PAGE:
So far, aside from concerns about its face unlock working even when someone’s eyes are closed, the Pixel 4's launch has been smoother than Google’s previous phones. However, in a recent video, YouTube channel JerryRigEverything may have uncovered a potential issue with the latest Pixel.
In Zack Nelson’s (the guy behind JerryRigEverything) most recent durability test, he found that after trying to bend the Pixel 4, it didn’t hold up quite as well as he expected. Just by using his hands and a bit of effort, he was able to crack the phone’s frame in multiple locations.
While the test isn’t exactly very scientific, it calls back to a similar issue Apple faced with the iPhone 6 Plus after buyers reported that their new phones were bending, despite simply using and carrying the devices in a normal fashion. Then a few years later, something similar happened to the 2018 iPad Pro, which Apple admitted was prone to bending.
On the iPhone 6 Plus and iPad Pro, Apple’s main problem was an aluminum frame that had been compromised by cutouts for the SIM tray and antennas that weakened the phone’s overall structural integrity, and based on Nelson’s video, the Pixel 4 suffers from similar issues.
If you watch the video, you can see the point at which the Pixel 4's metal frame snaps is also where Google added plastic bands to help improve antenna reception (since radio waves don’t travel well through metal). Normally, these plastic antenna bands are hidden by the matte black paint Google used on the Pixel 4's frame, so they aren’t immediately obvious to an average phone owner.
However, it seems that when stressed, these antenna bands are the weak spot in the Pixel 4's design. Nelson also remarked that because phones have gotten a lot stronger over the past few years, he was surprised to see the Pixel 4's frame crack as it did. However, even when he was intentionally trying to break the device, Nelson was only able to break the phone when bending it inwards (towards the screen), as when trying to bend it outwards, the Pixel 4's screen added enough extra resistance to prevent the phone from breaking.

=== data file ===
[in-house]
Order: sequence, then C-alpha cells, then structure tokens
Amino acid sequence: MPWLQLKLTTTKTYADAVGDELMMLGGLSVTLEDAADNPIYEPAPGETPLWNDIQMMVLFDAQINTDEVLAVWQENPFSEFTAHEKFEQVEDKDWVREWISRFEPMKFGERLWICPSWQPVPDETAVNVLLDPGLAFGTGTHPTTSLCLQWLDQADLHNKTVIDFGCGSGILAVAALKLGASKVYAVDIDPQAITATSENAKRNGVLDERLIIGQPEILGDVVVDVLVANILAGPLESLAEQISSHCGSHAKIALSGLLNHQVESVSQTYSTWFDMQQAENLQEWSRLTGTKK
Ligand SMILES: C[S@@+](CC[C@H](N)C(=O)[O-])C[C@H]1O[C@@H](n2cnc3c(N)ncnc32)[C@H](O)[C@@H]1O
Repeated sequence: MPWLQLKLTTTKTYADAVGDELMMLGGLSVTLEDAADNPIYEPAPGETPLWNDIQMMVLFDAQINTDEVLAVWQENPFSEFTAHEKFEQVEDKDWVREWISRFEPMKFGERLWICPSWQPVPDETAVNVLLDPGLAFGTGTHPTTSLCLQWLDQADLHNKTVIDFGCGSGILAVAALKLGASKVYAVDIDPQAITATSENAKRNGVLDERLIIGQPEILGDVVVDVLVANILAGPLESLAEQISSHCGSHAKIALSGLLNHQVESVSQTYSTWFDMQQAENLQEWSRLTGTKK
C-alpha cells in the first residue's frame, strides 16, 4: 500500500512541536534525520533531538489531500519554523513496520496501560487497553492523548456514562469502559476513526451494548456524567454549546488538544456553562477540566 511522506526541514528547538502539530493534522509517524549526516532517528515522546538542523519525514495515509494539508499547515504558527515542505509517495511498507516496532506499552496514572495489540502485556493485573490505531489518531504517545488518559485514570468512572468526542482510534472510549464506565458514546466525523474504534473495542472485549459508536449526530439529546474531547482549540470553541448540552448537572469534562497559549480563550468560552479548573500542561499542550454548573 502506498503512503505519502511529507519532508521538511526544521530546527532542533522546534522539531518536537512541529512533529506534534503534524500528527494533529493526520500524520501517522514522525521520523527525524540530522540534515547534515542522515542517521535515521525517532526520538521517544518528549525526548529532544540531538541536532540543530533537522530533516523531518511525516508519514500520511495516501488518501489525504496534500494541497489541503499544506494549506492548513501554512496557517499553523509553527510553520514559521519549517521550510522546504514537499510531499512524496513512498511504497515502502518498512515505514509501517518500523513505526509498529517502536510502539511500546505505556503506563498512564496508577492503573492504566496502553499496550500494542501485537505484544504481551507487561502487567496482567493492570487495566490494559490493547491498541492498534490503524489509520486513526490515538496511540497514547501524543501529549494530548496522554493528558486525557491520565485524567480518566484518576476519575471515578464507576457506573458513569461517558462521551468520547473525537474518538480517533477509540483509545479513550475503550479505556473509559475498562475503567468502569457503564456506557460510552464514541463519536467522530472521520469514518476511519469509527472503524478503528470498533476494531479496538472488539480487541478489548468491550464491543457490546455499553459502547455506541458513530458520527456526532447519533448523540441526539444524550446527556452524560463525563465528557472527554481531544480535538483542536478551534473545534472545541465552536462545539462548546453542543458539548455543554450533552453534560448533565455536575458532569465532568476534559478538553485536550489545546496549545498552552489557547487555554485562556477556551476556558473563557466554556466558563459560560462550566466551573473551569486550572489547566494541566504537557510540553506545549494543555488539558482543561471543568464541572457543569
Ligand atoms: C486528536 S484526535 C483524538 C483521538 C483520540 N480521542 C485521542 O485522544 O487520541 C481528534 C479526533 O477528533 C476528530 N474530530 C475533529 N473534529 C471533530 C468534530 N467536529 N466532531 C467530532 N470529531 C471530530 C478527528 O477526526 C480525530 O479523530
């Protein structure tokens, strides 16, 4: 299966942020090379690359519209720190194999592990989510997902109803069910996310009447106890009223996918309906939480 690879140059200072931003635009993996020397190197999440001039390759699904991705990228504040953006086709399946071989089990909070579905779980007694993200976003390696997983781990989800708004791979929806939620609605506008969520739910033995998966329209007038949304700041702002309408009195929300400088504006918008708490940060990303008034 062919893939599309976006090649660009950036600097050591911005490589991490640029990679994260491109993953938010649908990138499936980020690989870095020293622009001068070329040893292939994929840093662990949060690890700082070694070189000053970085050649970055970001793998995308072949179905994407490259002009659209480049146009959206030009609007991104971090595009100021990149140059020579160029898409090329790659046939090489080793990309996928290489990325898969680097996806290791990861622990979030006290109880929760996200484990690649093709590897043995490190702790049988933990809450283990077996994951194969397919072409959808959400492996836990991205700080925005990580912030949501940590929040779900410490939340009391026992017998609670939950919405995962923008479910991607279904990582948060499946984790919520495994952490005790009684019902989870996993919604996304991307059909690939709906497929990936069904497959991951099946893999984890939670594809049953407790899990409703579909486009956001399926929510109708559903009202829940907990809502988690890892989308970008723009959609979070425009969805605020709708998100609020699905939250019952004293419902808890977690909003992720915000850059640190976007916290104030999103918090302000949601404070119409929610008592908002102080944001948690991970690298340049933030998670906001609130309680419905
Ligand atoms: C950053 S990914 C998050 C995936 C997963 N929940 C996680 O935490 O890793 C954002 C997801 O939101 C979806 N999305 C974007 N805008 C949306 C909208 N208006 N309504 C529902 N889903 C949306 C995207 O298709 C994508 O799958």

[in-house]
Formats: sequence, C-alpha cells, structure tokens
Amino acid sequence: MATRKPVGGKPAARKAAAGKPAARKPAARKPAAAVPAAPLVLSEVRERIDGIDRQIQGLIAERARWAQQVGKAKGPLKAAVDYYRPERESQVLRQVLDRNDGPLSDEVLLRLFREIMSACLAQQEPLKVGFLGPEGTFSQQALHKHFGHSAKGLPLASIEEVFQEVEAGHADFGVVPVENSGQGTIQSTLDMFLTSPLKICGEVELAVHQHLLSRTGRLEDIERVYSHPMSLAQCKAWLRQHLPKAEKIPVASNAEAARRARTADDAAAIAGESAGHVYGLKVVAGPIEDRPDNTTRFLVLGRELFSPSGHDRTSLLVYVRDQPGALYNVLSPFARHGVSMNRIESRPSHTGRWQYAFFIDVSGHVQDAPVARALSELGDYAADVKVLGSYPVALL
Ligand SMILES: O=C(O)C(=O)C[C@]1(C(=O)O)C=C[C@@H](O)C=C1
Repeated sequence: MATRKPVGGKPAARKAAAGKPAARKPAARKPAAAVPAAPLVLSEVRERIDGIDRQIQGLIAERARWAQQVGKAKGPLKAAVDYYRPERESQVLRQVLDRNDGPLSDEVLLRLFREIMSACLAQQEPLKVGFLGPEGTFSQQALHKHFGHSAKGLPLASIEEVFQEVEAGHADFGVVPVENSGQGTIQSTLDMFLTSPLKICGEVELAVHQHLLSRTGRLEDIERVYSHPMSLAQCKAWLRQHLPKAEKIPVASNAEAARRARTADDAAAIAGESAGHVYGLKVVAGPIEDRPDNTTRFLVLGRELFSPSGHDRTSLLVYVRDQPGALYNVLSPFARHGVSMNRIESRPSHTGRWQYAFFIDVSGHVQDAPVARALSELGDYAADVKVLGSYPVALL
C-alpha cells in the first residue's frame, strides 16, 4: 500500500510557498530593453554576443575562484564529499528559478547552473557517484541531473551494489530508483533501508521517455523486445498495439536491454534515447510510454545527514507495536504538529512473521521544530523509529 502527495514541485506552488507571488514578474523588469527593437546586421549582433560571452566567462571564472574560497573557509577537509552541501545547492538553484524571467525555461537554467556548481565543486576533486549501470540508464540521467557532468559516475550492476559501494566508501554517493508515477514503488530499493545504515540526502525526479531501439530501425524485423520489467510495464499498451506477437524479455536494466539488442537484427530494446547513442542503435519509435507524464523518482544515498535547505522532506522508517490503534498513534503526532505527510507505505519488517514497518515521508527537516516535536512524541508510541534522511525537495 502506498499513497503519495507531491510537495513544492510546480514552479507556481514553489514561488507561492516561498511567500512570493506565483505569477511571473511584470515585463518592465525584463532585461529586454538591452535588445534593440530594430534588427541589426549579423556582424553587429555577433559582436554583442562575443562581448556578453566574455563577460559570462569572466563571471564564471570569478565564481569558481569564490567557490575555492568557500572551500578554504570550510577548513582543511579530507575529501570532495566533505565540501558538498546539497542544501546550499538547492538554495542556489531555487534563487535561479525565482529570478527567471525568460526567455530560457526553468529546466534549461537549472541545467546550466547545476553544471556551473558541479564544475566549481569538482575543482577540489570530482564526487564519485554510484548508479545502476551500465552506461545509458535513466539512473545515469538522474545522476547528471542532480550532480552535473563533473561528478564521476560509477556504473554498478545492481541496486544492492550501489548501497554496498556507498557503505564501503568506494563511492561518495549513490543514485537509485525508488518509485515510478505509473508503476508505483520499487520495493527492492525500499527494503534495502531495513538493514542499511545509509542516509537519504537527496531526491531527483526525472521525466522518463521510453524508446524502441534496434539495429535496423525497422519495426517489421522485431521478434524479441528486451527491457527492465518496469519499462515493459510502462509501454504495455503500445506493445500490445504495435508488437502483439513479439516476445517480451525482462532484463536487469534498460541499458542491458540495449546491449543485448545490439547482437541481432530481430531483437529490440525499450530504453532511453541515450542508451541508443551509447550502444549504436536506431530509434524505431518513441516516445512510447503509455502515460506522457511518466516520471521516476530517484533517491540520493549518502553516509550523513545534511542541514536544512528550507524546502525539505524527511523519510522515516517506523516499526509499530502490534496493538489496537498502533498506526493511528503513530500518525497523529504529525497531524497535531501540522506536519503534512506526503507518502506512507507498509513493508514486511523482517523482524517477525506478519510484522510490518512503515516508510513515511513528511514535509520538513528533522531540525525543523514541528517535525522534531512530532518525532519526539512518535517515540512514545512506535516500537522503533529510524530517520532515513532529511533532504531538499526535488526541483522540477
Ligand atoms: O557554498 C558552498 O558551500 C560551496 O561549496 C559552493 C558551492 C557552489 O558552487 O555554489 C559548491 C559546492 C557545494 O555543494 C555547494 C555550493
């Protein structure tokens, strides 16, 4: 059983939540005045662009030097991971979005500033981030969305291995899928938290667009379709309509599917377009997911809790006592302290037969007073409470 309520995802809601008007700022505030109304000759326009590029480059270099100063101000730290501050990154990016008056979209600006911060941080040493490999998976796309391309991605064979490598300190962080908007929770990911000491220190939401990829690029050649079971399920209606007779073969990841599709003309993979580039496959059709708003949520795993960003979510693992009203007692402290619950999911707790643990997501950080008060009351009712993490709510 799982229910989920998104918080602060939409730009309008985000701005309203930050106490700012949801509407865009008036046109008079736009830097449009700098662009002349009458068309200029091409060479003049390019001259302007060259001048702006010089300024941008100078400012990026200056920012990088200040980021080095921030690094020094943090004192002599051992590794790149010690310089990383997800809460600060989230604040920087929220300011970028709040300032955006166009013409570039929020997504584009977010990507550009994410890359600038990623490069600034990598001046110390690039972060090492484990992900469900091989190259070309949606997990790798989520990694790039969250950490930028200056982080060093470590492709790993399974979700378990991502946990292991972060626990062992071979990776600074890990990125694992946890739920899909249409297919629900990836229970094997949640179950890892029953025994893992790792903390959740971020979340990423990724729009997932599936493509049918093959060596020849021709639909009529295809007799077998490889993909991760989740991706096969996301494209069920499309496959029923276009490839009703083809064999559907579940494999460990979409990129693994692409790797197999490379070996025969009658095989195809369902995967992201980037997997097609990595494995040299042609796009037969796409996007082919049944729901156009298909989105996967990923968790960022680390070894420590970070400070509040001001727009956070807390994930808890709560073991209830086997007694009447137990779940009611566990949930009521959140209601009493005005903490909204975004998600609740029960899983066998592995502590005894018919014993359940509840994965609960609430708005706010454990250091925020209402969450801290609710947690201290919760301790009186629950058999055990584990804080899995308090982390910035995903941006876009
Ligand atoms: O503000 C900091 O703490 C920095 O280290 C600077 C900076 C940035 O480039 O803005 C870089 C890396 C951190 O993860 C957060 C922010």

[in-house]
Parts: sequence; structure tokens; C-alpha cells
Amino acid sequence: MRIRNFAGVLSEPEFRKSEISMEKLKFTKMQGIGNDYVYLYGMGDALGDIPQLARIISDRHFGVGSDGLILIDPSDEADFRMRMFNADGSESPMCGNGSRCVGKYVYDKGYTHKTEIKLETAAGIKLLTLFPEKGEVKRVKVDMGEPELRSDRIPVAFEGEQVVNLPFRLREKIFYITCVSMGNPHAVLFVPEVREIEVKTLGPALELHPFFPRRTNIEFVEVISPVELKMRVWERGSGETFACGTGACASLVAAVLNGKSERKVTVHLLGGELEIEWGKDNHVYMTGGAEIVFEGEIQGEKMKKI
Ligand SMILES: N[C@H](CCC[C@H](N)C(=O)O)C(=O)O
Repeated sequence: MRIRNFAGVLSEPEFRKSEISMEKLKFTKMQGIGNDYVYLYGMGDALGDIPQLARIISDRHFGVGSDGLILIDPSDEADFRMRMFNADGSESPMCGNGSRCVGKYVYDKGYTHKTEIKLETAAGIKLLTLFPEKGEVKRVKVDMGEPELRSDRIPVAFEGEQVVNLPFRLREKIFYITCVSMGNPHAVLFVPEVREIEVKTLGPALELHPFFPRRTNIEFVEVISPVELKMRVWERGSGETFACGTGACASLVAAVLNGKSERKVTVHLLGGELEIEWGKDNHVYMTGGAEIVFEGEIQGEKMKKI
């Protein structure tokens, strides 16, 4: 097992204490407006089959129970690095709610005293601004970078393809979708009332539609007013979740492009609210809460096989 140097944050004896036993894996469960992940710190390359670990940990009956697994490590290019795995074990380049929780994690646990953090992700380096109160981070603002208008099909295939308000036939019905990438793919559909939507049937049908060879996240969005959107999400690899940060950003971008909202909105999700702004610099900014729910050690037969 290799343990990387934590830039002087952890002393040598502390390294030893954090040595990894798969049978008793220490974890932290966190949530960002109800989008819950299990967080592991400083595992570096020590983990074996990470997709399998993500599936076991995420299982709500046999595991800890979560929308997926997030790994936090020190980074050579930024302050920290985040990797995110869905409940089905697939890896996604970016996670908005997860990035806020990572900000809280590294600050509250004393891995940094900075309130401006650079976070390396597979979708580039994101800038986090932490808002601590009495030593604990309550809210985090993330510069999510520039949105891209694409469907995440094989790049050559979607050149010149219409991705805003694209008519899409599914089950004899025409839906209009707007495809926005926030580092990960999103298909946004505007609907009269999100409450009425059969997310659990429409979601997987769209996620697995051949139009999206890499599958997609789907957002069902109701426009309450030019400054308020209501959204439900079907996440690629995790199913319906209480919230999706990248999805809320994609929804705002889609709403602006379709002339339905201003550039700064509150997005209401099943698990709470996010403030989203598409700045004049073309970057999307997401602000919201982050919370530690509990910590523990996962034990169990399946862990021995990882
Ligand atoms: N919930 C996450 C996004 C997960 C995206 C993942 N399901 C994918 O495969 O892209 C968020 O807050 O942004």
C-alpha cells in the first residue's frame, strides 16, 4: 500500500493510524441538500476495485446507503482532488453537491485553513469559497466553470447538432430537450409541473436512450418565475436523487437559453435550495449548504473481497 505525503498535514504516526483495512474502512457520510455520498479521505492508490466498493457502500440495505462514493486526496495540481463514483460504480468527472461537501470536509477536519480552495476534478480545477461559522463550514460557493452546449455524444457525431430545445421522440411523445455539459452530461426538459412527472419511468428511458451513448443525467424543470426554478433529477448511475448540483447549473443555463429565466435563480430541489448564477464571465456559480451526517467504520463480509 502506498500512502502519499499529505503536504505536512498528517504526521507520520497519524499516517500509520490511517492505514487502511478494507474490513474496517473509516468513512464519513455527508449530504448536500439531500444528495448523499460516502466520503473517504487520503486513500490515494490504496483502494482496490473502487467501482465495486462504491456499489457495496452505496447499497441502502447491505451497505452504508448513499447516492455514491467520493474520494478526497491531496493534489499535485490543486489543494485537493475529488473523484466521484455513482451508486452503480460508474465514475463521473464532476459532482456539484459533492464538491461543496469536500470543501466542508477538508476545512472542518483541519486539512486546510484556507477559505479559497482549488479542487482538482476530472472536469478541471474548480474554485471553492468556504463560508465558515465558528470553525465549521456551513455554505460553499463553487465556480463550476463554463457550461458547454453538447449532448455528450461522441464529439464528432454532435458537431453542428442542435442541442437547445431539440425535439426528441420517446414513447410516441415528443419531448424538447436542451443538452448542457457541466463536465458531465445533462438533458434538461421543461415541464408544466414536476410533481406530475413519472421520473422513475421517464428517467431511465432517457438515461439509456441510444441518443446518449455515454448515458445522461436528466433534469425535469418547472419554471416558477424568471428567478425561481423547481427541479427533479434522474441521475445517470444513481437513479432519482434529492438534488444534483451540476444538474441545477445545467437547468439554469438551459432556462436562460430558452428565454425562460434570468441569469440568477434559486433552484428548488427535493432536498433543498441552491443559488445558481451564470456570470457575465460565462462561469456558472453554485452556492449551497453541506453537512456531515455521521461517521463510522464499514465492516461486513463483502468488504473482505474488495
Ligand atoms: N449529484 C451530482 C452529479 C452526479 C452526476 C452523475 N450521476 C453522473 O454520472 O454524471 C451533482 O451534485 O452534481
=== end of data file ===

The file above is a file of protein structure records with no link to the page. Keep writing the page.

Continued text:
But the bigger question remains: Does the Pixel 4 have an issue with durability? I’m not so sure, because in the video it appeared to take much more effort to break the Pixel 4 than with the iPhone 6 Plus or 2018 iPad Pro. Additionally, unlike with the iPhone 6 Plus, there haven’t been widespread reports of Pixel 4 owners complaining about broken phones.
Furthermore, none of the Pixel 4 review units I tested for our review have shown any signs of breaking, bending, or cracking—even after multiple weeks of use. The potential caveat to all this though goes to people who store their phones in their back pockets and then sit on them, potentially subjecting the phone to a person’s full body weight.
But as someone who believes phones should never go in back pockets (no matter how strong the phone is) for both durability and security reasons (it’s easier to steal a phone hanging out of someone’s back pocket), the chances of a Pixel 4 being broken during normal use seems highly unlikely.